Jessica Goad, Conservation Colorado, 720-206-4235
Kaili Lambe, People’s Climate of Colorado, 719-445-8332
Despite snow and cold, thousands of Coloradans who believe that climate change is real and that our elected officials must take immediate action to address it turned out to the People’s Climate March on Denver this morning.
Led by indigenous leaders and youth activists, the march highlighted the voices of communities most directly affected by climate change. The march was a collaborative effort of environmental, social, racial, and economic justice groups.
Marchers returning from the mile-long circuit formed into the shape of a thermometer with a line at 2 ℃, which represents the amount of average global temperature rise that the planet can tolerate before the most dangerous and destructive effects occur.
Speakers and performers after the march included Colorado State Representative Joe Salazar, spoken word artists, a representative of the labor community, a Naval Officer and national security expert, members of the American Indian Movement of Colorado, several youth leaders, and representatives from the groups in the steering committee.
“The science of climate change is irrefutable, as are the potential consequences of inaction,” said Leia Guccione, Veteran of Operation Free. “No single threat poses a greater or more enduring danger to both the safety of our men and women in uniform and our nation as a whole. Climate change makes our battles harder, demands for humanitarian relief more urgent, and our resilience at home weaker–we must take action now.”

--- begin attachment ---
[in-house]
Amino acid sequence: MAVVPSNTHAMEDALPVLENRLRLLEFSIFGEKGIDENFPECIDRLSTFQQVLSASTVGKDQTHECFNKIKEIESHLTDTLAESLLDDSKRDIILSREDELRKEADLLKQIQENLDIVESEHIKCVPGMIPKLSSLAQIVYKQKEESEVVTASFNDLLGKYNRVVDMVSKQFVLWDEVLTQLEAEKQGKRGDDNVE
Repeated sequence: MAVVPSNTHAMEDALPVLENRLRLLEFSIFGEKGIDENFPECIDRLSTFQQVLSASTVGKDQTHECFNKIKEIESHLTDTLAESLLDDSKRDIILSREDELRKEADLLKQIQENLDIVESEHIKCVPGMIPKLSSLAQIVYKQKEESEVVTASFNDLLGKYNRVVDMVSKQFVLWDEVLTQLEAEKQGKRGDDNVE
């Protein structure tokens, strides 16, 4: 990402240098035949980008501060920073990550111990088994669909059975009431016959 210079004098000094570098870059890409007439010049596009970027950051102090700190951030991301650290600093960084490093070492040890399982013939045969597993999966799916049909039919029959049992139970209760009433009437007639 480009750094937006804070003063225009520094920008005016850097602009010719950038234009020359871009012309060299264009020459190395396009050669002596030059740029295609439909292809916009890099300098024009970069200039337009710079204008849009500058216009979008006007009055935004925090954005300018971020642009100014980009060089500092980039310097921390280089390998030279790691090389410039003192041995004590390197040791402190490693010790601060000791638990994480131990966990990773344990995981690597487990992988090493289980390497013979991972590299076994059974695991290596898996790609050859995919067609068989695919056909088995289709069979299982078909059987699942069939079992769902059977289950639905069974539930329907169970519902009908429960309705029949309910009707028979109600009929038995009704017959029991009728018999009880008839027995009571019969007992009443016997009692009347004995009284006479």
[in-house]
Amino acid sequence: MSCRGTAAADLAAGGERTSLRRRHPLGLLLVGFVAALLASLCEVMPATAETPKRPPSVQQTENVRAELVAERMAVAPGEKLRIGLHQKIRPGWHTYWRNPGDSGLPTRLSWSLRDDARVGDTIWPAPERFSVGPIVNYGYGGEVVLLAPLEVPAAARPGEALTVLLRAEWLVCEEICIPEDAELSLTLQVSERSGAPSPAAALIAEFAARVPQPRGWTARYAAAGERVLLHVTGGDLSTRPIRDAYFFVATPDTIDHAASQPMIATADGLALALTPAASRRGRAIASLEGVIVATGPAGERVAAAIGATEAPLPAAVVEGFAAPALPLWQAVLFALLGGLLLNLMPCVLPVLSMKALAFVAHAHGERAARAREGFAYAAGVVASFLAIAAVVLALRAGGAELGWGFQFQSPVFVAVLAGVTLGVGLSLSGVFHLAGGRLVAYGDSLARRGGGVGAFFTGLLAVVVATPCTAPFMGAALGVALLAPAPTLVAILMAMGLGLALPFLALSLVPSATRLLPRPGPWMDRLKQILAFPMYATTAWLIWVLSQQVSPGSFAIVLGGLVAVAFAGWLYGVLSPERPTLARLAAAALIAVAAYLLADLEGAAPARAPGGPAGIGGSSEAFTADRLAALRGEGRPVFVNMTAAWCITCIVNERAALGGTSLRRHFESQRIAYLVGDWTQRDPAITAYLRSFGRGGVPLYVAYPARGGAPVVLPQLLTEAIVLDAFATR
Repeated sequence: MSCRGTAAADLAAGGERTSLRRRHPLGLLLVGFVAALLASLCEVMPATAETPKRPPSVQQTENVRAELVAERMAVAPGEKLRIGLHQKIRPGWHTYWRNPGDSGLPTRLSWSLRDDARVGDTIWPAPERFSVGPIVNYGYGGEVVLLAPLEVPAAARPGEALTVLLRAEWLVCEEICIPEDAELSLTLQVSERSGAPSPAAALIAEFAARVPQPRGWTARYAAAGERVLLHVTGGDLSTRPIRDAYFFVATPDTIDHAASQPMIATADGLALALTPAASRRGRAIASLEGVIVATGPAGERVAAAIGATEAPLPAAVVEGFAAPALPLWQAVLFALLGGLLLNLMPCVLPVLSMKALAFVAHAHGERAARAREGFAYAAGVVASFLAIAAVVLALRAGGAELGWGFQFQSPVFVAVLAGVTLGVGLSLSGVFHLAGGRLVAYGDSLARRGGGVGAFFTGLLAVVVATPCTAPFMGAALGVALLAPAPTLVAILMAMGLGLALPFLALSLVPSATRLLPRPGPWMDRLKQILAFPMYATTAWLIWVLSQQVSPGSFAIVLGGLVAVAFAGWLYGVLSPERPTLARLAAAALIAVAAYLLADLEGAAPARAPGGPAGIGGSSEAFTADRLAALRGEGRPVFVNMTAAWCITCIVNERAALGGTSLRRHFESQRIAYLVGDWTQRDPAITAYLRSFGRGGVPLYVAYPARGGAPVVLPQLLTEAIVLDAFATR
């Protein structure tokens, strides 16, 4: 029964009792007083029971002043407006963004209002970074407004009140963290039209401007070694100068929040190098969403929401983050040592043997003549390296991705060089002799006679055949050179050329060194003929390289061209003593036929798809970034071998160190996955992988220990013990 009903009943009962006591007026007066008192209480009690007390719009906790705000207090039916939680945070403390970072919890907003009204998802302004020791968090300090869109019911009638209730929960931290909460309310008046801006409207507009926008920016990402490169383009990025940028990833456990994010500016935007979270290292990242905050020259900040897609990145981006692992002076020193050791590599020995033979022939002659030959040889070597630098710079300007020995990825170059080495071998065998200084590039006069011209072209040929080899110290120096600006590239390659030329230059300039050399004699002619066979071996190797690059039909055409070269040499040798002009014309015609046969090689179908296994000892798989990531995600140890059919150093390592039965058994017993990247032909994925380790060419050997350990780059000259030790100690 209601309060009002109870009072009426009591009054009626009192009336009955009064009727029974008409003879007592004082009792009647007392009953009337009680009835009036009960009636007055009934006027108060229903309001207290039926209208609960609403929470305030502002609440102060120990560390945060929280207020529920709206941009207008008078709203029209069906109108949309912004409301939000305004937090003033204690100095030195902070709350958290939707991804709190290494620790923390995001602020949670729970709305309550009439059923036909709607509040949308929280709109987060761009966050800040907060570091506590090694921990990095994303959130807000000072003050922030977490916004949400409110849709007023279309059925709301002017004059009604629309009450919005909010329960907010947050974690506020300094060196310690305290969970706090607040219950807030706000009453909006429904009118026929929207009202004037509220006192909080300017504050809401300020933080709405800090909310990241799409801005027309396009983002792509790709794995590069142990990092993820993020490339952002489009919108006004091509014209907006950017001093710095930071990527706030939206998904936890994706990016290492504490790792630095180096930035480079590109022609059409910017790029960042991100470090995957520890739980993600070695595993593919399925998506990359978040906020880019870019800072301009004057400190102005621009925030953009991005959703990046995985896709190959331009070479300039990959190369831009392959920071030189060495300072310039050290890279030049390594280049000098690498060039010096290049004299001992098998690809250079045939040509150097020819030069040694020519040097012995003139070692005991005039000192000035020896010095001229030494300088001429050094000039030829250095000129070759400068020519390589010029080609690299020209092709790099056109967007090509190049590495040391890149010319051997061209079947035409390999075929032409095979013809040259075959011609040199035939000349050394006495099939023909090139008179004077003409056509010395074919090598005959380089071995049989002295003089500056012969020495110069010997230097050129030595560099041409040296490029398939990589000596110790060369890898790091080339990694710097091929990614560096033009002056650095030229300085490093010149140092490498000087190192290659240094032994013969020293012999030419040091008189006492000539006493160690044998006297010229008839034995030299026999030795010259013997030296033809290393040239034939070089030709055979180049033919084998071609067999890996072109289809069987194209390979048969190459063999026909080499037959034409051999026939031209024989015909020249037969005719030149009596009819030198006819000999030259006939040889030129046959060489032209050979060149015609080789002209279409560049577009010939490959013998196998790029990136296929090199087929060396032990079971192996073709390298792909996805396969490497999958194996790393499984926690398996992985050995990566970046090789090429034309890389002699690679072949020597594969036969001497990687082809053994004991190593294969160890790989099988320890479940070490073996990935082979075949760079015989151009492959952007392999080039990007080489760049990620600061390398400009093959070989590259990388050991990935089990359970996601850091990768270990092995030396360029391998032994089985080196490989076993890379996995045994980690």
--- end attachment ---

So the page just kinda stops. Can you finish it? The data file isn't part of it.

“Service Employees International Union Local 105 members are joining thousands of working people taking to the streets for the People’s Climate March to build unity, fight for a clean economy, and to protect the environment for future generations,” said Tikdem Atsbaha, a janitor at Denver International Airport and mother of two. “Greedy corporations are continuously putting profits over people and the environment, as a union member and working mom, I can’t stand by and let them threaten the very air we breathe and water we drink.”
“This is about our future, said Tay Anderson, the Student Body President of Manual High School.” That’s why it’s so important that young people get engaged, get active, and vote.”
Cover image: Christian O’Rourke, O’Rouke Photography